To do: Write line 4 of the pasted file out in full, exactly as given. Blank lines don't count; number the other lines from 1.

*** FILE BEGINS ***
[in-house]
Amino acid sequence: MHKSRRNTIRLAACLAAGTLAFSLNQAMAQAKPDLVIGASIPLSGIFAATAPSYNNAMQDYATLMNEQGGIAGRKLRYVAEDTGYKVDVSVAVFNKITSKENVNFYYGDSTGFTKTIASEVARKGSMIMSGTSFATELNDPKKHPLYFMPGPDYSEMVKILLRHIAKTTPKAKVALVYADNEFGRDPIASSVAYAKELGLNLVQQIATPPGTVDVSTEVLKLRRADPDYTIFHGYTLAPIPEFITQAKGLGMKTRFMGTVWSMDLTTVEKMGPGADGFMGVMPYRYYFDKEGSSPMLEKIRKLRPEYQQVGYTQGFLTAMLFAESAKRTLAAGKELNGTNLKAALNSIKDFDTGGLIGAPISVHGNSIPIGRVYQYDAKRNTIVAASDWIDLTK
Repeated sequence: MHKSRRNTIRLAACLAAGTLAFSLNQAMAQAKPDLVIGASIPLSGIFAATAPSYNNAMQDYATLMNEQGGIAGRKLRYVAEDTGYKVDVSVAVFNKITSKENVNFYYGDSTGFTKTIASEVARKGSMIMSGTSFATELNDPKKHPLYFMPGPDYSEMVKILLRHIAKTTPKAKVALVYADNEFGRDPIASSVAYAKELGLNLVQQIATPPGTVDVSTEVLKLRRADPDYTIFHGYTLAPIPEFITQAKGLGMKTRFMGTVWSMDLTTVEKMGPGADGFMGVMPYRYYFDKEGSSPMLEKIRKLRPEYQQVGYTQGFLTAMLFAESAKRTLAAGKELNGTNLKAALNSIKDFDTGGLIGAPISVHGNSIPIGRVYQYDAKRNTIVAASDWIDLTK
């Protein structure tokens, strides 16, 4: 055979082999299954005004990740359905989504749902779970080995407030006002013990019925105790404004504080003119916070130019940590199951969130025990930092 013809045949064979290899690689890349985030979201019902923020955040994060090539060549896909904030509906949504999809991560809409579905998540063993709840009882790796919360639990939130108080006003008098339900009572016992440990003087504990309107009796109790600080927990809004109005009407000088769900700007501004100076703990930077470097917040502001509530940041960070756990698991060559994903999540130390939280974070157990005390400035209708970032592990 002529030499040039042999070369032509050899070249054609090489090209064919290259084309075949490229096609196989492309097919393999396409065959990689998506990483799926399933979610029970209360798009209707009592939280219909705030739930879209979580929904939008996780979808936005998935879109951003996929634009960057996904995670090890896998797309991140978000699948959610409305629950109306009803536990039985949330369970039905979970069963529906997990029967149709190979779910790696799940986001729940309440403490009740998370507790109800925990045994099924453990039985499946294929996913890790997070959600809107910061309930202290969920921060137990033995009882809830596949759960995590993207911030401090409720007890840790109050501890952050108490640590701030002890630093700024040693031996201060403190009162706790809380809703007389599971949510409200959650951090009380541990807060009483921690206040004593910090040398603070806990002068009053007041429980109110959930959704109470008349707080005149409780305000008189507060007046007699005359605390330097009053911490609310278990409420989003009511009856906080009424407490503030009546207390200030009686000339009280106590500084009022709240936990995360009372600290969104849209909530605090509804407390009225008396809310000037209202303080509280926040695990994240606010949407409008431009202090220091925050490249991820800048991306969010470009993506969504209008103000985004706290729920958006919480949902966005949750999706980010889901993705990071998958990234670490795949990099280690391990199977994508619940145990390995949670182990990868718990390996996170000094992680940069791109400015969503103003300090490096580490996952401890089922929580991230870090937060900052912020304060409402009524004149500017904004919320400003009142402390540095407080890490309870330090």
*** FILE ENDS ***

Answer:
């Protein structure tokens, strides 16, 4: 055979082999299954005004990740359905989504749902779970080995407030006002013990019925105790404004504080003119916070130019940590199951969130025990930092 013809045949064979290899690689890349985030979201019902923020955040994060090539060549896909904030509906949504999809991560809409579905998540063993709840009882790796919360639990939130108080006003008098339900009572016992440990003087504990309107009796109790600080927990809004109005009407000088769900700007501004100076703990930077470097917040502001509530940041960070756990698991060559994903999540130390939280974070157990005390400035209708970032592990 002529030499040039042999070369032509050899070249054609090489090209064919290259084309075949490229096609196989492309097919393999396409065959990689998506990483799926399933979610029970209360798009209707009592939280219909705030739930879209979580929904939008996780979808936005998935879109951003996929634009960057996904995670090890896998797309991140978000699948959610409305629950109306009803536990039985949330369970039905979970069963529906997990029967149709190979779910790696799940986001729940309440403490009740998370507790109800925990045994099924453990039985499946294929996913890790997070959600809107910061309930202290969920921060137990033995009882809830596949759960995590993207911030401090409720007890840790109050501890952050108490640590701030002890630093700024040693031996201060403190009162706790809380809703007389599971949510409200959650951090009380541990807060009483921690206040004593910090040398603070806990002068009053007041429980109110959930959704109470008349707080005149409780305000008189507060007046007699005359605390330097009053911490609310278990409420989003009511009856906080009424407490503030009546207390200030009686000339009280106590500084009022709240936990995360009372600290969104849209909530605090509804407390009225008396809310000037209202303080509280926040695990994240606010949407409008431009202090220091925050490249991820800048991306969010470009993506969504209008103000985004706290729920958006919480949902966005949750999706980010889901993705990071998958990234670490795949990099280690391990199977994508619940145990390995949670182990990868718990390996996170000094992680940069791109400015969503103003300090490096580490996952401890089922929580991230870090937060900052912020304060409402009524004149500017904004919320400003009142402390540095407080890490309870330090």